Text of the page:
Discover local biodiversity at the Zoo’s FrogWatch USA volunteer training session

Learn how to identify local frog and toad species by call, locate and register a wetland site, and collect observations to be submitted to the nationwide dataset. FrogWatch USA™ is the Association of Zoos and Aquariums’ (AZA) citizen science program.
Panamanian Golden Frog

February 15, 2018

Do you ever listen to the sounds of wildlife on a warm summer night and wonder what the animals are communicating?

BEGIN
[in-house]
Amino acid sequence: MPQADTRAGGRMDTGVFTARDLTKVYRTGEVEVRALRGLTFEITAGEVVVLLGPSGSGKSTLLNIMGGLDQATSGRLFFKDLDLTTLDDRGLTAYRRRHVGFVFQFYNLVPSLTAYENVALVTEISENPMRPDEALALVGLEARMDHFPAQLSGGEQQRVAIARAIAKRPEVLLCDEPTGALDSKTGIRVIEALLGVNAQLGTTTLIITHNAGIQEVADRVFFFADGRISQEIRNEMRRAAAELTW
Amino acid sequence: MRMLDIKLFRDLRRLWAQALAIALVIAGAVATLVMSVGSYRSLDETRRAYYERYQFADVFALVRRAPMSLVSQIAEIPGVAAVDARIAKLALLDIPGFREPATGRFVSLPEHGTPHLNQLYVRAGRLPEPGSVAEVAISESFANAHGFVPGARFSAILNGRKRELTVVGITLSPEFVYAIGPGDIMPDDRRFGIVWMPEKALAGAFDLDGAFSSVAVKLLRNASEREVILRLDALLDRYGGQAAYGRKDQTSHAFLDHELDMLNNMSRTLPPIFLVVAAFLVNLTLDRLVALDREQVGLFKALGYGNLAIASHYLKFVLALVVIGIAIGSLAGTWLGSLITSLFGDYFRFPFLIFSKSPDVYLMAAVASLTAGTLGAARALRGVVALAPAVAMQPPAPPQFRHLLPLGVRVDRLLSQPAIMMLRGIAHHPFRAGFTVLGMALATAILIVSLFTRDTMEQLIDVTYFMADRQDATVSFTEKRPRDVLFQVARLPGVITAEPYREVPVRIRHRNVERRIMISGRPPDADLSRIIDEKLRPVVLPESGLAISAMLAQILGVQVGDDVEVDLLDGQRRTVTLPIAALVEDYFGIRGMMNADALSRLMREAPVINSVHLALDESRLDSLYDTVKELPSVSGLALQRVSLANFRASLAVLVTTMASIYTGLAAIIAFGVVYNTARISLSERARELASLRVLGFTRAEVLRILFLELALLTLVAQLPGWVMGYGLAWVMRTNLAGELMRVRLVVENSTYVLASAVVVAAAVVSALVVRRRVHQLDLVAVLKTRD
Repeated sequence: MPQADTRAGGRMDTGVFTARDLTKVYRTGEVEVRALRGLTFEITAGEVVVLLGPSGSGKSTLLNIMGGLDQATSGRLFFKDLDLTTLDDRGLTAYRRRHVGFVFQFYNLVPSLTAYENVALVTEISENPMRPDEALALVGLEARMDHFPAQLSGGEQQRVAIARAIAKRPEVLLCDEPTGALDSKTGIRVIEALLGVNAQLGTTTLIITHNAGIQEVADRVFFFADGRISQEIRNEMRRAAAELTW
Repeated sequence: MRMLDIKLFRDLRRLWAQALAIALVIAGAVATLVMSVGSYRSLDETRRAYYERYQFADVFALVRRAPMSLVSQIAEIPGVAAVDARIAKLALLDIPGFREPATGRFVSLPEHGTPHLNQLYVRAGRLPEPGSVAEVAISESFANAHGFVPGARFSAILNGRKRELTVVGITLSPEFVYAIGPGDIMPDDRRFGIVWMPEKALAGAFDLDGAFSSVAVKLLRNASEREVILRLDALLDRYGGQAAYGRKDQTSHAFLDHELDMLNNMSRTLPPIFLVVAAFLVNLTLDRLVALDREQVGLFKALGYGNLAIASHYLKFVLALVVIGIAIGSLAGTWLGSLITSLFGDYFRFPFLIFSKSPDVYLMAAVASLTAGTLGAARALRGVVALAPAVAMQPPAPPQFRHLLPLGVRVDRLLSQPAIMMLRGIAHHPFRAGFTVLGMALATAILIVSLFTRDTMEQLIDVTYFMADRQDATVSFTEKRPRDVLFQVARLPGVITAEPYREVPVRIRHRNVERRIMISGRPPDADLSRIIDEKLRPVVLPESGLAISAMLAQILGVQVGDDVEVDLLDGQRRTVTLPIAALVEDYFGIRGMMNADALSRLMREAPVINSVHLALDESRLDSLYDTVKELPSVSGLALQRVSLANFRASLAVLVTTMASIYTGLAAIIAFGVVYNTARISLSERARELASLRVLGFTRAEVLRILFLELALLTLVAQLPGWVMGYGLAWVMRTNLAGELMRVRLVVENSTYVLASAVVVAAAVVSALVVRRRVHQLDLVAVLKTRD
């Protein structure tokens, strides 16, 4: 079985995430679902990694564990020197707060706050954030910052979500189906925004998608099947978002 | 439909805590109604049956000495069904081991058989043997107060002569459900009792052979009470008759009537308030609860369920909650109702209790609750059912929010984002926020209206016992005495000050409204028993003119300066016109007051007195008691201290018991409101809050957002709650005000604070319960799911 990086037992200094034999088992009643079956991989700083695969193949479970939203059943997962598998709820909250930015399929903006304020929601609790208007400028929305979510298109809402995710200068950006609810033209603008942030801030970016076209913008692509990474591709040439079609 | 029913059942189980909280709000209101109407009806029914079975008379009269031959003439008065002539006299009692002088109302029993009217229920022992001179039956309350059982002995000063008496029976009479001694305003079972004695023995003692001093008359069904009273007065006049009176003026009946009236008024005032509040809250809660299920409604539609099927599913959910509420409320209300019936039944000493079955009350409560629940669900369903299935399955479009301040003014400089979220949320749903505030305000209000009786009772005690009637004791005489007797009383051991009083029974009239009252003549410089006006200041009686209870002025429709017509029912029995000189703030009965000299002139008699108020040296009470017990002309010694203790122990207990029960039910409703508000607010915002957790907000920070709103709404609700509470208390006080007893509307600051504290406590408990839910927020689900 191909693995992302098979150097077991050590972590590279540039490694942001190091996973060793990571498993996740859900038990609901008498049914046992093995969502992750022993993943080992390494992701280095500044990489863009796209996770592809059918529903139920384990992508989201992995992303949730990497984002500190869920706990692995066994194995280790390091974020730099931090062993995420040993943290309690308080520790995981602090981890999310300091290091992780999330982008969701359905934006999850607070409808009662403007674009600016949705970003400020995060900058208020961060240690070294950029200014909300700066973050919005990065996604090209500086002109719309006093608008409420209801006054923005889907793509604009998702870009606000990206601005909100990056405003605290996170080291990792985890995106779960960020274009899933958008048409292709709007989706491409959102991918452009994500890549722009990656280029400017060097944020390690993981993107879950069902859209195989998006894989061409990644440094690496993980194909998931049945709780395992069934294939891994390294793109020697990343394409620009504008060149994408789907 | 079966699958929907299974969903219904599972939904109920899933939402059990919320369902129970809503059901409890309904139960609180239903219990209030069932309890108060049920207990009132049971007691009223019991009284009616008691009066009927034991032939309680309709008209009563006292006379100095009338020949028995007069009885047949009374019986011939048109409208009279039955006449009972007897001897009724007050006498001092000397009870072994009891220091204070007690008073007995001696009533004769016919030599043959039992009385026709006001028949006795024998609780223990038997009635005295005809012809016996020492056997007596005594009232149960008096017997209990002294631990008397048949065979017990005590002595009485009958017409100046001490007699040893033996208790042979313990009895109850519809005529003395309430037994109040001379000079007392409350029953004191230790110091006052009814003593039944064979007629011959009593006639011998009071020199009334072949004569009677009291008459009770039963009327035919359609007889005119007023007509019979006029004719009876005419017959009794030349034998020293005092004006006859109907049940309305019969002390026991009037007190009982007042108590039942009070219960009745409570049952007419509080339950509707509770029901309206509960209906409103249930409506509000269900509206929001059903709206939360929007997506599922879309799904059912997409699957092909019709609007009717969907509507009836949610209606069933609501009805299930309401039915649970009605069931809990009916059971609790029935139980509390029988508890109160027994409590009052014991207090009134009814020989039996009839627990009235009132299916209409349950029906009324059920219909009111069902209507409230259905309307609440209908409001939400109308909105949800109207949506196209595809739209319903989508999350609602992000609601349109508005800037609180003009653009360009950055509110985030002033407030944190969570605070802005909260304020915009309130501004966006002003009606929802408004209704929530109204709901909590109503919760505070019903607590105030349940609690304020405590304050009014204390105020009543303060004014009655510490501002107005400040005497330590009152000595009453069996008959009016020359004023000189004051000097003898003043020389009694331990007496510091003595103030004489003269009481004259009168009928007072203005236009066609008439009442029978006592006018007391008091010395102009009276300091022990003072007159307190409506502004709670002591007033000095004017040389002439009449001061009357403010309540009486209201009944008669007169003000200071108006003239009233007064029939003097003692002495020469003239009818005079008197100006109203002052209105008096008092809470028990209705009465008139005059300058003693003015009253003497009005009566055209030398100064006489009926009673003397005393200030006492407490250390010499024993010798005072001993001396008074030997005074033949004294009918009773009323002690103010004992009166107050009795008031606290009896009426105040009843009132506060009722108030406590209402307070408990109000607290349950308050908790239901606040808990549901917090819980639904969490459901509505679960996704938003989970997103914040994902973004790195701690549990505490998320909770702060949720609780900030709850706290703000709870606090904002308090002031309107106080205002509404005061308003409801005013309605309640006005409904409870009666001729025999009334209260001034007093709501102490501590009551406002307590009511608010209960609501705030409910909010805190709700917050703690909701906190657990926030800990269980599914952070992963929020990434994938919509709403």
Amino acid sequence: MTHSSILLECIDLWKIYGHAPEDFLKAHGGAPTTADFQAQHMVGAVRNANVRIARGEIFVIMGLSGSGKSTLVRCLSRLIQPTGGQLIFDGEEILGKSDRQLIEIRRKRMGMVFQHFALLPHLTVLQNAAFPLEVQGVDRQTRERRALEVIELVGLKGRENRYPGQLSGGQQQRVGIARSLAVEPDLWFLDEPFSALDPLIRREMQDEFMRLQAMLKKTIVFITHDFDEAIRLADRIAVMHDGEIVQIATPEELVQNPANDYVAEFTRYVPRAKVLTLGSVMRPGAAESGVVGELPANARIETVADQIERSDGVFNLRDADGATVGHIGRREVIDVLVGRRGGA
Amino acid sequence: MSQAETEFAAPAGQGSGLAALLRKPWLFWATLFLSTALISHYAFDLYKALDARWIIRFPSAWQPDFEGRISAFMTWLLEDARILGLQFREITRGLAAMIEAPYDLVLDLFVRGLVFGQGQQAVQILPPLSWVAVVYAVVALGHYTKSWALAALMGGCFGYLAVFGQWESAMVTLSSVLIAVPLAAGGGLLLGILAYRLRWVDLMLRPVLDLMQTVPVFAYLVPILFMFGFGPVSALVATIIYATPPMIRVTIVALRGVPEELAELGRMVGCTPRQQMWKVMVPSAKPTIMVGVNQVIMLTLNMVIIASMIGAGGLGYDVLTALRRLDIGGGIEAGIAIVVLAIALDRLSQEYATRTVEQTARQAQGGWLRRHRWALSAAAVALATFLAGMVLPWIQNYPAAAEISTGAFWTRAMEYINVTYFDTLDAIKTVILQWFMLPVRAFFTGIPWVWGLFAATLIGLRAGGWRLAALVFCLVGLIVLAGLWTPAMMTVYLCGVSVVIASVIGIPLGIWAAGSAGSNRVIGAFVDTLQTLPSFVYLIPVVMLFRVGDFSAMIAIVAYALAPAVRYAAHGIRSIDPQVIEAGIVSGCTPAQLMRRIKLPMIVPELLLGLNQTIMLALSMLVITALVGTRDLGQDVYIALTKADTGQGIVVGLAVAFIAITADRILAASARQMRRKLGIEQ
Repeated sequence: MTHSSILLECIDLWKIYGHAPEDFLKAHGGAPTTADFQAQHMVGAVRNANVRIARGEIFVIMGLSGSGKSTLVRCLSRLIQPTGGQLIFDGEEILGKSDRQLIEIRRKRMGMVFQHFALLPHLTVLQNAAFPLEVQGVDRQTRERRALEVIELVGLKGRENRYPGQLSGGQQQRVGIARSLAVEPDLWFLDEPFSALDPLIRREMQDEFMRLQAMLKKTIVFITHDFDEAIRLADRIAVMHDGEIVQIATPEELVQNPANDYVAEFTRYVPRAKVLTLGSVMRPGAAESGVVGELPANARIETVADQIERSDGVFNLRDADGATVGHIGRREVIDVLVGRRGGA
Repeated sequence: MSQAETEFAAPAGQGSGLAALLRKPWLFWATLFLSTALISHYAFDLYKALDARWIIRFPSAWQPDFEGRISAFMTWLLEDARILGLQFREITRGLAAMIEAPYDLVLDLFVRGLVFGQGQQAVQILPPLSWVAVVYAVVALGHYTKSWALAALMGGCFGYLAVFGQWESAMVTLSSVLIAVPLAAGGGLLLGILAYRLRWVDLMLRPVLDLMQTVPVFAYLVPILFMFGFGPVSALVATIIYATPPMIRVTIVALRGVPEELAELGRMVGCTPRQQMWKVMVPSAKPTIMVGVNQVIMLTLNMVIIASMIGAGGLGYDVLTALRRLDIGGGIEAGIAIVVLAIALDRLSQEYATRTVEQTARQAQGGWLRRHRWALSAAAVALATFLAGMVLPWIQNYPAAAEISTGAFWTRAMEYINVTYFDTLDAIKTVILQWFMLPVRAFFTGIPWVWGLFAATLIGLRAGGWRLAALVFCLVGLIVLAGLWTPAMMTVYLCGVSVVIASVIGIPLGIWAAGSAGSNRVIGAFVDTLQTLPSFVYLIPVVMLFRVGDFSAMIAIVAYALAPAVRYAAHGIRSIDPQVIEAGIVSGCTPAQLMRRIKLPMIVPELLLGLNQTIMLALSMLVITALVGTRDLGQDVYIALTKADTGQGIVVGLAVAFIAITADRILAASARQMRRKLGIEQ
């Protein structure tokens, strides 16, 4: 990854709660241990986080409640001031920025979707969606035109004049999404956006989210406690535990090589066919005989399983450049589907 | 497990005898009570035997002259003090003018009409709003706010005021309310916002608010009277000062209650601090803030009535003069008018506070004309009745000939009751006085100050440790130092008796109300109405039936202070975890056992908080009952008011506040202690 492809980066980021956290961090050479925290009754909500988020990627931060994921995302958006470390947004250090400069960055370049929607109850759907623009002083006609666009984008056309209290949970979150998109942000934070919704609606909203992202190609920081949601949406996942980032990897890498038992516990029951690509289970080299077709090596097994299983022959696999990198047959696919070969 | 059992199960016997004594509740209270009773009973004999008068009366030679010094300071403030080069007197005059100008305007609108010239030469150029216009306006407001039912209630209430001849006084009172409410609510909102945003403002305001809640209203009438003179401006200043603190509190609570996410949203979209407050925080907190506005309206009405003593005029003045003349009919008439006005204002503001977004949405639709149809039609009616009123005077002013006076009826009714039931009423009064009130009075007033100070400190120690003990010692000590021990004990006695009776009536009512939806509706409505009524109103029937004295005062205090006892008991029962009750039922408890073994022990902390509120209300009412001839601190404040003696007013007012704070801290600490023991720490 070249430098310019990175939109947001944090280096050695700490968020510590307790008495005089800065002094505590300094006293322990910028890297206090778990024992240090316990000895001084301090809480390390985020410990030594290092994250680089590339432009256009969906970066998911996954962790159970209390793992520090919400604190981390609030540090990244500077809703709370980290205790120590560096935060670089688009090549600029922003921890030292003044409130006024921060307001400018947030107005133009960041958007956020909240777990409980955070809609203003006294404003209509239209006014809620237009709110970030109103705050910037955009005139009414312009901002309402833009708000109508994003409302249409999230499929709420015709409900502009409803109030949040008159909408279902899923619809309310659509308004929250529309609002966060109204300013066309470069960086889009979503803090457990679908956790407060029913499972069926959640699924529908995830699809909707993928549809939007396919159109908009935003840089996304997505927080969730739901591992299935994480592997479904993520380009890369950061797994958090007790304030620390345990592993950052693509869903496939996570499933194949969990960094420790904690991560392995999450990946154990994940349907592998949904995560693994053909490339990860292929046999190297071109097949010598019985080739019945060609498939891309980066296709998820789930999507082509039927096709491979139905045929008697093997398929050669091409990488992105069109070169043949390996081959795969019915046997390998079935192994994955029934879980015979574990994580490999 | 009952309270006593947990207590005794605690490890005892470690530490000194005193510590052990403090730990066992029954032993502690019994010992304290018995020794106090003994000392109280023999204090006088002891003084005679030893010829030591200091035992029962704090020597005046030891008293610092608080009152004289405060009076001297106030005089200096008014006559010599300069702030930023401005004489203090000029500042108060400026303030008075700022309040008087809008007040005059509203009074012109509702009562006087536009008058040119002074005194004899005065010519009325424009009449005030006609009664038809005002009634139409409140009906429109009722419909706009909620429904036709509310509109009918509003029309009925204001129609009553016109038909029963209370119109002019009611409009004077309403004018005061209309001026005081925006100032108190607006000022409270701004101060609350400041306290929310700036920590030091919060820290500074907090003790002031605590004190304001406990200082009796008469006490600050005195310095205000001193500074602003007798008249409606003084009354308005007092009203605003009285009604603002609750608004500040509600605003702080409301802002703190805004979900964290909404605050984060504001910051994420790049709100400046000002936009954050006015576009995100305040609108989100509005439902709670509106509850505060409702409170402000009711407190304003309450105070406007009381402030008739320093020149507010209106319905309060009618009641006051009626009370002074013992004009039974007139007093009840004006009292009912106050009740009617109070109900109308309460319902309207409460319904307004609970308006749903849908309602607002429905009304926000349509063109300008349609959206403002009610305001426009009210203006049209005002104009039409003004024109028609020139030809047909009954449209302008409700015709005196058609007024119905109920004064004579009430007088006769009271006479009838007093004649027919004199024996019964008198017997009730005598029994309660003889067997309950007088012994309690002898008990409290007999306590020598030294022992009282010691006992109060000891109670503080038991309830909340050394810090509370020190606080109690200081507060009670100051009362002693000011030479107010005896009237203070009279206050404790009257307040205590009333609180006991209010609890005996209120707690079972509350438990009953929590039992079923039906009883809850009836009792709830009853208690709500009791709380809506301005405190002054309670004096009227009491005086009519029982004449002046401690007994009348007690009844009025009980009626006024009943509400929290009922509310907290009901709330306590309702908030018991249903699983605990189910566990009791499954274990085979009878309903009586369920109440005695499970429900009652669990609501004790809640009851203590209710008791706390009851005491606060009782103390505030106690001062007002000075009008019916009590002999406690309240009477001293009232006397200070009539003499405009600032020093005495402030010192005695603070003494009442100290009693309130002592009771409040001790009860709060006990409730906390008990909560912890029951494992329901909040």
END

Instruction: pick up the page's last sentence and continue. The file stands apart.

At Seneca Park Zoo, we understand the importance of local biodiversity and water quality, and have taken action to report it anyway we can. The Zoo is a part of a program run by the Association of Zoos and Aquariums (AZA) called FrogWatch USA. This program utilizes a strategy called citizen science, which is a way for individuals, groups, and families to take part in and contribute to scientific projects that are far too big for a team of scientists to complete on their own.As a member of the FrogWatch USA community, the Zoo will be working to map the location and biodiversity of local frog and toad populations by listening to mating calls in three-minute intervals. We’ll document our observations and then upload them to the national online database. FrogWatch USA is a national study with hundreds of volunteers. Having this data is crucial to documenting diseases, shifts in population or biodiversity, and overall distribution of the very important frogs and toads of the United States. Amphibians are amazing indicators of health in an ecosystem because they can “breath” through their skin, making them susceptible to pollution and other health factors. This unique adaptation is why we look for them to help us determine the health of a specific area.Anyone is welcome to become a FrogWatch USA volunteer through the Zoo. To ensure the data is usable by scientists, a one-time training session is required of all volunteers to participate in the program. The training includes simple frog and toad call information as well as a large amount of resources to get you on your way. Once a training session is complete, you will be able to access the FrogWatch USA database online and upload observations on your own.If this is something that interests you or your family, the Zoo is hosting a free FrogWatch USA volunteer training session on March 4th at 10 a.m. The training session is open to all ages however, the material is most beneficial for adults and children in middle school or older. Zoo admission is not required.In addition to the training and learning materials, the session will include a walk down to an area of the Zoo that we’ll be observing all summer for a “mock observation”. FrogWatch USA is a very beneficial and easy study to participate in, as well as a great local message for our Rochester amphibians. Join us in frog and toad conservation at Seneca Park Zoo!– Dave Will, Lead Interpreter for Citizen Science


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